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Review

WinterSong

By Paula Citron
  • Clarke Blair and Paris Forbes with the Canadian Contemporary Dance Theatre in Nowell Sing We by Carol Anderson / Photo courtesy of CCDT
  • Canadian Contemporary Dance Theatre in Against the Dark by Colin Connor / Photo by David Hou
  • Nick Ruscica and Calder White in To Repel the Demons by Kevin Wynn / Photo courtesy of CCDT

Wintersong - Dances for a Sacred Season

Toronto December 12-13, 2014

The teenagers that make up Toronto’s Canadian Contemporary Dance Theatre (CCDT) are consummate professionals who can dance rings around some of their adult colleagues. They are rehearsed to the precision of a military drill team, which makes their concerts so satisfying. Their enthusiasm and commitment to performance seems boundless.

CCDT’s annual WinterSong is now in its twenty-seventh year. The program was established in 1988 by co-directors Deborah Lundmark and Michael deConinck Smith as an antidote to the commercialism of the Christmas season. It was intended to evoke the age-old spirituality of the winter solstice, which is interpreted by the choreographers in a very broad way. Some repertoire pieces have religious connotations, others explore abstract contemplation, while others delve into myths and legends. What all the works share is substance and artistic integrity.

WinterSong always features a premiere and this year is special. Belinda McGuire’s Incipit Vita Nova (Enter New Life) is the first piece by a former company member. McGuire, now based in New York, has performed with José Limón Dance Company and Doug Varone and Dancers. She is also the artistic director of her own Belinda McGuire Dance Projects.

Her ravishing duet for Nicholas Ruscica and Hannah Szeptycki is a paean to modern dance. Images of two-dimensional Egyptian and Greek pictographs infuse the work along with arabesque jump turns and outspread, sweeping arms. Taken together, including diaphanous costumes of McGuire’s own design and a modernist, elegiac electronic score by Michal Jacaszek, the work has a traditional look and feel about it. The dancers undergo a challenging cycle of movement that travels from light to shadow, courtesy of lighting designer Arun Srinivasan, as they pay homage to the never-ending circle of life. The dreamy quality of the choreography suits the mood of quiet contemplation.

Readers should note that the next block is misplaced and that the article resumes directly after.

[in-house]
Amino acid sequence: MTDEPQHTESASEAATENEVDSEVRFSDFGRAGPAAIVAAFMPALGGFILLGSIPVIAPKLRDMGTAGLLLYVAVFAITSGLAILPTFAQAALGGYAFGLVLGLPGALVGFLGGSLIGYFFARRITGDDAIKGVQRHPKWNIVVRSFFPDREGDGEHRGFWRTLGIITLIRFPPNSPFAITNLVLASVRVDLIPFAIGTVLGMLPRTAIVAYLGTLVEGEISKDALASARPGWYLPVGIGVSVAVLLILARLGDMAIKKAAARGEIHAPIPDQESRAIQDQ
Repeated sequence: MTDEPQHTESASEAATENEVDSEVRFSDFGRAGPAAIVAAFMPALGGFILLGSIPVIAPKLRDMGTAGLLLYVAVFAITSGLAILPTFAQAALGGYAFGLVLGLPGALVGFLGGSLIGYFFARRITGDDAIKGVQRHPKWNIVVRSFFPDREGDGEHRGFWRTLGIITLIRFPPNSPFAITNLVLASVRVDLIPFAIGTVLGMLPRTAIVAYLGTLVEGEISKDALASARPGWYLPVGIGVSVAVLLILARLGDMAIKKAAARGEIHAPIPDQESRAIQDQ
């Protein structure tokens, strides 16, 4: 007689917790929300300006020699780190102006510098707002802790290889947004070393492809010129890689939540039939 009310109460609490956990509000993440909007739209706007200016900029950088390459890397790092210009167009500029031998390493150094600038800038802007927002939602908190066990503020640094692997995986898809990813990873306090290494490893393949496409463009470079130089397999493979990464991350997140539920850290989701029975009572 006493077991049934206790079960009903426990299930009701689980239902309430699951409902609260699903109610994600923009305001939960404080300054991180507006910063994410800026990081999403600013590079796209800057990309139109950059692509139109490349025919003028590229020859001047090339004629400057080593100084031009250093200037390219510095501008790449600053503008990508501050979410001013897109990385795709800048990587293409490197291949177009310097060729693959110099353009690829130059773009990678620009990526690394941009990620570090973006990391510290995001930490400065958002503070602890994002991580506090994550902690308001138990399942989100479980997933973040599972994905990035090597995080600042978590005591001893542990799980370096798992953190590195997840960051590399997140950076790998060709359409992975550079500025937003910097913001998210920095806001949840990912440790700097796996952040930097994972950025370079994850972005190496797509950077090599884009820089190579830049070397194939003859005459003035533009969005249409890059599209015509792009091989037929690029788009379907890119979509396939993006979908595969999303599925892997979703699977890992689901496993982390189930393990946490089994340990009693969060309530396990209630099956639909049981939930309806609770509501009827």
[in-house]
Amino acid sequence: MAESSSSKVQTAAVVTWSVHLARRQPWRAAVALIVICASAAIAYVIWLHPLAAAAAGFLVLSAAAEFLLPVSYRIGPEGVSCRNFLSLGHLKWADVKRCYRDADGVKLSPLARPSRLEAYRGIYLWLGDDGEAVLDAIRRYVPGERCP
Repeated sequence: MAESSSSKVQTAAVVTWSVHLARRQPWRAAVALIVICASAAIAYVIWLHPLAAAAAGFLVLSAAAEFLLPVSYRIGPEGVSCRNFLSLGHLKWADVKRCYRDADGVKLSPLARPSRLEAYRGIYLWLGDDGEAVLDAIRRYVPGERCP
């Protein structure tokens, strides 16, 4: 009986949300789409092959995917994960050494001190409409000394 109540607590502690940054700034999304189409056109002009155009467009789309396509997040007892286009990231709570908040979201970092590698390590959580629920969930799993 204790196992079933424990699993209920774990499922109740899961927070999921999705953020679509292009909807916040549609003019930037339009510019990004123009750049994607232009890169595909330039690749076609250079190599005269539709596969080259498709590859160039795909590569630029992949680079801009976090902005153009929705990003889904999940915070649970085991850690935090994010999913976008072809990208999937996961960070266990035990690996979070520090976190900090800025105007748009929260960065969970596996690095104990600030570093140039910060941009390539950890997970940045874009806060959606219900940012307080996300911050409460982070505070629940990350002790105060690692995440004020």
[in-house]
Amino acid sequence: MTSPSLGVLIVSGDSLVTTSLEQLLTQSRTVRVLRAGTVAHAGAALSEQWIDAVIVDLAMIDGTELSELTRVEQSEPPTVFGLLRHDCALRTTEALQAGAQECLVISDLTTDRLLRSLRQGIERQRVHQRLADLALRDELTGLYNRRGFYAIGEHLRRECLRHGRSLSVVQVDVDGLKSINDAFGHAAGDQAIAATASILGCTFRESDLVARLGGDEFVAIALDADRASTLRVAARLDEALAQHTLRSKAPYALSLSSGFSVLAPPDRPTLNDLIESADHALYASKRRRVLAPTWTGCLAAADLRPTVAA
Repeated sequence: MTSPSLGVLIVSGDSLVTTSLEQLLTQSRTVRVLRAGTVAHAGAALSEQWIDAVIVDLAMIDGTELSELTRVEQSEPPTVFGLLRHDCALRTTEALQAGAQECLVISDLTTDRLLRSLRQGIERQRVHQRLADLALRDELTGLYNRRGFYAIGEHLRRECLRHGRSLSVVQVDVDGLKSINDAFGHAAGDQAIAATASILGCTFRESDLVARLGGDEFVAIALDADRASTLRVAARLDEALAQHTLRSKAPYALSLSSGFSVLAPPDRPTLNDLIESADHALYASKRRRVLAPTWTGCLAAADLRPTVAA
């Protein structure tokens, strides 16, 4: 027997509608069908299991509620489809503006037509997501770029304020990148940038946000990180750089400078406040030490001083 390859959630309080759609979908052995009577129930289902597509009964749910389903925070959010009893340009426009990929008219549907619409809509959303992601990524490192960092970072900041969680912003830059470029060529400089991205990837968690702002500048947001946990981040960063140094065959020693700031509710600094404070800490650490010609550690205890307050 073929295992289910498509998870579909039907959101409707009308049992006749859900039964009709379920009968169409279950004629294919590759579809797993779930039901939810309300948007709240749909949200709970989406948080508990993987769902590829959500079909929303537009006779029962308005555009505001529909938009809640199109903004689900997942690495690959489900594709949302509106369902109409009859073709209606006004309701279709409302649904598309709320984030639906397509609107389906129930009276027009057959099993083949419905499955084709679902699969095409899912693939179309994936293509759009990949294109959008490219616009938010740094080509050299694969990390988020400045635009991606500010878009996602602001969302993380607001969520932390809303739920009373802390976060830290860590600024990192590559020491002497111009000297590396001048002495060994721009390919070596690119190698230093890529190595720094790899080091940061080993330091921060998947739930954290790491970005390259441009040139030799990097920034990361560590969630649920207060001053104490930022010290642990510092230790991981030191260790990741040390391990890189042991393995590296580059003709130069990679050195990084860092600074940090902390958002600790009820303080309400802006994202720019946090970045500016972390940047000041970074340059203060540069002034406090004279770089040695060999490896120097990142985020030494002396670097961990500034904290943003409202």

Three other works are revivals, and share a youthful vigour. Colin Connor’s Against the Dark (2010), Ofilio Sinbadinho’s Sknaht (2012) and Kevin Wynn’s To Repel the Demons (2013) are all large ensemble pieces, with each making its own physical demands on the dancers.

California-based Connor was inspired by Chinese and Native American mythology about how ravens put the sun into the sky. Throughout the piece, one dancer always holds a light globe representing the sun, as the other nine, costumed like nymphs in short tunics, perform a flow of synchronized, lively movement to a percolating electronic score by Matthew Setzer. The effect is one of perpetual motion, almost like capturing the inner workings of a clock with its intricate patterning. In his program notes, Connor points out that the light of our future will come from young artists.

Sinbadinho is co-artistic director of Toronto’s popular hip hop group Gadfly, which represents street dance as mainstream dance art. Sknaht (which appears to be “thanks” backwards) depicts exiles in an endless Arctic night who have no memories of their previous lives. His main choreographic exploration is the idea of human instinct. Do we robotically copy what others do, or do we reach down into ourselves to find the true meaning of rituals and traditions. The movement is a compendium of staccato hip hop phrases, almost as if a series of still pictures were flashing before our eyes. Sinbadinho’s choreography is always exciting, particularly as his ten dancers move from halting execution to finding the group rhythm. Vanessa Janiszewski’s fetching costumes are haute modern, as is Christian Fischer’s crashing electronic score.

New-York’s Kevin Wynn was inspired by Black American gospel music to show the quest for spirituality found in all religious faiths. Neil Alexander’s score is a surprise, however. Rather than have actual gospel songs to drive the beat, his soundscape is a mix of samples from the likes of Mahalia Jackson placed inside electronica. The dance, therefore, operates against a backdrop of sound. What stands out is the nine dancers, costumed in casual tops and capri pants, performing a frenzy of movement, whirlwind patterns built out of individual, angular out-thrusts of arms, legs and torsos. While each of the nine dancers executes his or her own pathway, collectively they are a tumultuous tornado of angst, restless spirits in search of peace.

The final work, Carol Anderson’s beloved Nowell Sing We (1988), was created for the very first WinterSong. The delightful score is made up of medieval carols to which Anderson has crafted joyous choreography filled with jumps, skips and hops, and arms upraised in hallelujah. A centrepiece is the tranquil Nativity scene featuring the birth of a child (Paris Forbes) and its loving mother (Clarke Blair). The constant comings and goings of the eighteen-member cast capture the ecstatic ethos of the piece.

As delightful as Nowell Sing We is, in relation to the sophistication of the other works on the program, it seems simple. The three decades of choreographic growth, with its more challenging themes and dance vocabulary, is what WinterSong now represents.~

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